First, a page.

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Force applied to both sides of a spring. What is the net compression?

  1. Sep 6, 2014 #1
    1. The problem statement, all variables and given/known data
    A spring is compressed from both ends by 100 Newtons and the spring constant is given as 1000N/m. What is the net compression distance/displacement (x)?

    2. Relevant equations

    F=-k*change(x)

    3. The attempt at a solution
    Initially, I thought that the net displacement would be 20cm since i thought 100 newtons applied at each end would lead to 10cm compression on each end. 100 = -(1000)*x so x = 10cm. 10cm compression on both sides leads to net compression of 20cm.

    But I was wrong, and it's because of newton's third law? So the force applied by one arm effectively serves as a wall so that compression can take place.

    For some reason this seems counterintuitive for me. But i understand that if there were no other hand or wall there (so force applied to only one end), then the spring would simply accelerate to the right. So there needs to be a counter there (whether a wall or hand). If there was a wall, then it would return equal and opposite force to that applied by the spring, hence 100N. So the same principle would apply if there was a hand applying the same force instead.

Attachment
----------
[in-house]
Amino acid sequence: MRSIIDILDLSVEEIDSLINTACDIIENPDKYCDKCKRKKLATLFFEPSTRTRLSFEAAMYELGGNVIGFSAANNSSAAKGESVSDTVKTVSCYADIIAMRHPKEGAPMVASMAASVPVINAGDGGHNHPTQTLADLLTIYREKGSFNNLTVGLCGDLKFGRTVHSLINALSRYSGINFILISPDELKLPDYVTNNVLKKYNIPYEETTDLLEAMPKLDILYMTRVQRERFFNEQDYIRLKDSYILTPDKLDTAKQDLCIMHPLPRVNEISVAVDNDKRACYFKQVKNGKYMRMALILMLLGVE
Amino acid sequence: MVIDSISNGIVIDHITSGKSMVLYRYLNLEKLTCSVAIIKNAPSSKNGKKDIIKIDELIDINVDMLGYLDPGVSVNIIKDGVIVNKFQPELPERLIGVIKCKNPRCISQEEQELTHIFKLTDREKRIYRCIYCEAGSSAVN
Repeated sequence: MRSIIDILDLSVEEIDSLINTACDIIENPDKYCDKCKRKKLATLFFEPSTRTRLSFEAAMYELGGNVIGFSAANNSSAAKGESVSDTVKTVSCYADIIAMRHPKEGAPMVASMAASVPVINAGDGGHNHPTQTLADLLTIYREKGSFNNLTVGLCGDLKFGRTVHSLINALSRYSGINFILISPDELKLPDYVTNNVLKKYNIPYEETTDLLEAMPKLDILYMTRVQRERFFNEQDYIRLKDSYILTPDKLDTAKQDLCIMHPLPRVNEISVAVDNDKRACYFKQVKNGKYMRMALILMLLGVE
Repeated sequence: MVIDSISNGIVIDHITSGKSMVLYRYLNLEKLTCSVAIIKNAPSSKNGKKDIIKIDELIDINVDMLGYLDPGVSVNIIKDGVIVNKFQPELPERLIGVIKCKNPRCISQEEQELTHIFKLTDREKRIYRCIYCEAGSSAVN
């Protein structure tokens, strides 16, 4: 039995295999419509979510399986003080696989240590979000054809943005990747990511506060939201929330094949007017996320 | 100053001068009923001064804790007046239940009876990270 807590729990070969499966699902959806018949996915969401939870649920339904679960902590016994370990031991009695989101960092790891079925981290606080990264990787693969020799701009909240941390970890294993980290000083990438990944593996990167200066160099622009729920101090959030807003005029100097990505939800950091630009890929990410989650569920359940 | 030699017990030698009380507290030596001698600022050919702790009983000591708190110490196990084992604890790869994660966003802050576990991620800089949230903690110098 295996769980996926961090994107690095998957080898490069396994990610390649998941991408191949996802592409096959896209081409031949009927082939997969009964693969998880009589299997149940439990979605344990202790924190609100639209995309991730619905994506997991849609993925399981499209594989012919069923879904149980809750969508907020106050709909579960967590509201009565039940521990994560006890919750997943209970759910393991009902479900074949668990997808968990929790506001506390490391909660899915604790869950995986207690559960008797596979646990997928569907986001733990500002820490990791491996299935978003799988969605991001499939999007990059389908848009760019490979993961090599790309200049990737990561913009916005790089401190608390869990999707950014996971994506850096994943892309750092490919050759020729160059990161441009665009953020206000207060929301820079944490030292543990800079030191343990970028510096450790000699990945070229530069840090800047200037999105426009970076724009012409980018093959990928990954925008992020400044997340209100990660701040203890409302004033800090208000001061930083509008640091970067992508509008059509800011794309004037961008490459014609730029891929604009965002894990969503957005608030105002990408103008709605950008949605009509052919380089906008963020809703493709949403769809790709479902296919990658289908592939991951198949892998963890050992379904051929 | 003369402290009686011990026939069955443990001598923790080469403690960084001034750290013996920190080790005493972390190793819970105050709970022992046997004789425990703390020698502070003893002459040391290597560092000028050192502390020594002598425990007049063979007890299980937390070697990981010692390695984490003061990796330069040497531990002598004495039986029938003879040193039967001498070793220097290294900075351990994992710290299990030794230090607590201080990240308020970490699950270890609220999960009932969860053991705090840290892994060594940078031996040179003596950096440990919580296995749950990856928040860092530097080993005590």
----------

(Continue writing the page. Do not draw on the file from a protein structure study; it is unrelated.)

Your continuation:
What confuses me i guess is that we're talking a spring here so its not like we're pushing a block against a wall. I didnt expect the force that the spring would apply to a wall or the second hand to be the same as if the spring were substituted for a block. Would it be okay to see it as, the force applied when the spring is compressed to its maximum amount per that force?

    Another reason why I am confused is because in another problem, it says that a spring is compressed from both sides by 5cm, and a force of 50N is applied by both sides. Yet here, we actually do consider the combined force to find the spring constant. How is it that here the spring compresses yet in the case i described above it doesnt?
     
  2. jcsd
  3. Sep 7, 2014 #2

    NascentOxygen

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    Staff: Mentor

    If you push on one end of a spring, an equal but opposite force must react against the other end. You can't have one without the other, (assuming a static situation or a massless spring).

    What matters is the total compression of the spring, i.e., how far one end is displaced relative to the other.
     
  4. Sep 7, 2014 #3

    vela

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    Why not?

    I'm not sure what you mean here. Are you asking about the force exerted by the spring on the wall or hand as it's being compressed?

    Please provide more details.
     
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